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Ex-Pornography Star Takes Up Battle to Aid Runaway Teens


HOLLYWOOD — When Lisa Marie Abato, the youngest of five daughters from a strict Italian Catholic family, arrived in Hollywood from Long Island in 1985, the 18-year-old wanted two things: to become a disc jockey and to leave behind the physical and emotional abuse that short-circuited her upbringing.

She accomplished neither. After several low-income years of waiting tables, Abato became "Holly Ryder," a performer in more than 200 pornographic films. And she says she simply traded the abuse she'd suffered at home for a different, more public kind of injury.

"My videos are out there and they'll be out there forever," said a bitter Abato, who last year quit the adult film industry and resolved to make her experiences amount to something more meaningful than bad memories.

The result is the recently formed Holly Ryder Foundation, a nonprofit organization designed to intervene in the lives of street youths. Based partly in Hollywood, the destination of choice among many of the nation's estimated 200,000 runaways, the foundation last month unveiled plans for a pilot program that would provide 40 runaways between 16 and 23 years old with money, career counseling and housing.

"I'm using the experiences I've had to help people not have these experiences in the future," said Abato, adding that she gave the organization her adult-film moniker so that she would not forget her past. "I was led in just as many are led in. I want to give them hope that they can change."

Those who provide services to area runaways say the foundation's program is an ambitious but much-needed one. Mostly, the help that exists for Los Angeles County's 10,000 to 20,000 homeless youths comes in the form of food, shelter and medical treatment, with only a few organizations, notably the Los Angeles Free Clinic and Covenant House California, providing employment and education counseling.

"What they want to do makes a lot of sense," said Joan Thirkettle, executive director of the Salvation Army's Way In program. "That is a service gap in the system for runaways." Added Elizabeth Gomez, executive director of the Los Angeles Youth Network: "No one has tackled the career-counseling piece of this."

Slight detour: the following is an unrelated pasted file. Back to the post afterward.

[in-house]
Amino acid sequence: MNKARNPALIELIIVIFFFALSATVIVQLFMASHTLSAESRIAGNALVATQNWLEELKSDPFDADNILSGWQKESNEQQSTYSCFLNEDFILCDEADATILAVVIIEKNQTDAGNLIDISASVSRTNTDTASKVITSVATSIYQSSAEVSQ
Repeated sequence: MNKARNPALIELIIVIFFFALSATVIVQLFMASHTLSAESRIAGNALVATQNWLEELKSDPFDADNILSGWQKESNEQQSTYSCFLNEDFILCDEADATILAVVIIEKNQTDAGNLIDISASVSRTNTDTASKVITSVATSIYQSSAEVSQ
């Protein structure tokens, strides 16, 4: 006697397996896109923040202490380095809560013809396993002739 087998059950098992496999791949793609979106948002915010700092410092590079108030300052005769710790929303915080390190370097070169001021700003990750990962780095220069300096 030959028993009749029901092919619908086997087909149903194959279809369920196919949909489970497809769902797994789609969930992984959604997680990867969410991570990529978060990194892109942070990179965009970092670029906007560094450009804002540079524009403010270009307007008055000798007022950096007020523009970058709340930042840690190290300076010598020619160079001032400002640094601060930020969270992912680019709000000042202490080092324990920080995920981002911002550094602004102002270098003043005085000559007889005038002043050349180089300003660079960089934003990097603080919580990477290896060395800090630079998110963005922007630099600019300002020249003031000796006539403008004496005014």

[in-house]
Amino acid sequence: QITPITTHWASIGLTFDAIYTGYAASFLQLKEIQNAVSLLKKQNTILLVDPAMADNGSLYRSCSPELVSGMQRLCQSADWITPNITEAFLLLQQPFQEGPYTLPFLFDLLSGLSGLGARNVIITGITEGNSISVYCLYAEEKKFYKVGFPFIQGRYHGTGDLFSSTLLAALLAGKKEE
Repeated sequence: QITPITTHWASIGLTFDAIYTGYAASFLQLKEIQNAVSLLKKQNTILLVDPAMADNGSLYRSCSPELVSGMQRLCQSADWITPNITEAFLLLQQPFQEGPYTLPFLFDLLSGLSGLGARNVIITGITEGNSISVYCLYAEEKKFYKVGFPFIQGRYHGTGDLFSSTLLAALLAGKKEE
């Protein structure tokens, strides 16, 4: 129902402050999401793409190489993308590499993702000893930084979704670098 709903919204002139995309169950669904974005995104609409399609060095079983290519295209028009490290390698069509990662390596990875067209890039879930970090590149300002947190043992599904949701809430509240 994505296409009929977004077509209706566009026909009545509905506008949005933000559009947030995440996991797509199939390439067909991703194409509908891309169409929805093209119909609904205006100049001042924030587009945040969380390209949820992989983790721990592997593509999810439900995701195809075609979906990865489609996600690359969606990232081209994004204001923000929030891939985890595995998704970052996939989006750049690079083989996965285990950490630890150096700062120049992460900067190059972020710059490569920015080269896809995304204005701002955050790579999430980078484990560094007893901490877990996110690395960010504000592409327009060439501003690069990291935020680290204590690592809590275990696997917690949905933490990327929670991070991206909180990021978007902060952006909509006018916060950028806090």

As little as 18 months ago, Abato herself was struggling with the same problems facing the runaways who drift into Southern California's sex industry. While working as a waitress in Beverly Hills, and trying to resist a return to the quick money of the pornographic film industry, Abato met John Fitzpatrick, 29, an inventor and a fund-raising consultant who had several years' experience in raising money for United Way member organizations. With his help, Abato said, she was able to extricate herself from the world of triple-X-rated movies. It was her low self-esteem, combined with a feeling that she could do nothing else, that made opting out difficult.

"The allure of the industry is amazing," said Abato, who is now living off savings while studying to be a stockbroker. "There's a lot of money and fame attached to the industry. You become acculturated to the lifestyle and it's very hard to get out of it."

It was also in collaboration with Fitzpatrick that Abato decided to launch the foundation and focus its intentions on providing employment for runaways. Its first effort, a six-month pilot study, is scheduled to begin in January under the administration of UCLA education professor Charles Healy and will attempt to assess the effectiveness of providing career and educational counseling to homeless youths.

According to plan outlines, the study will select 40 runaways through a Hollywood outreach program and separate them into two groups. One group will receive a cash stipend from the foundation, while the other will be given career guidance and counseling services such as aptitude tests and placement in apprenticeship and internship positions, in addition to money and housing. Trust funds also will be set up for the group and be paid out upon project completion. The hope is that the runaways who get these services will be able to carve out lives in the mainstream and leave behind their street existence.

Wayne Hinrichs, a veteran social worker who will head the foundation, said the approach is one that should have been tried years ago. "There's nothing going on that lowers the numbers (of runaways)," he said. "We're developing a program to get youths off the street, not helping them live on the streets. . . . The kids can't escape on their own. There has to be intervention."

Though they have not done any fund-raising, Fitzpatrick and Abato said they will have enough money--about $125,000--to underwrite the program for at least six months. Fitzpatrick, who last year founded an Oregon-based company that manufactures mechanical battery systems, said he plans to take his company public and contribute some of the stock-sale proceeds to the foundation.

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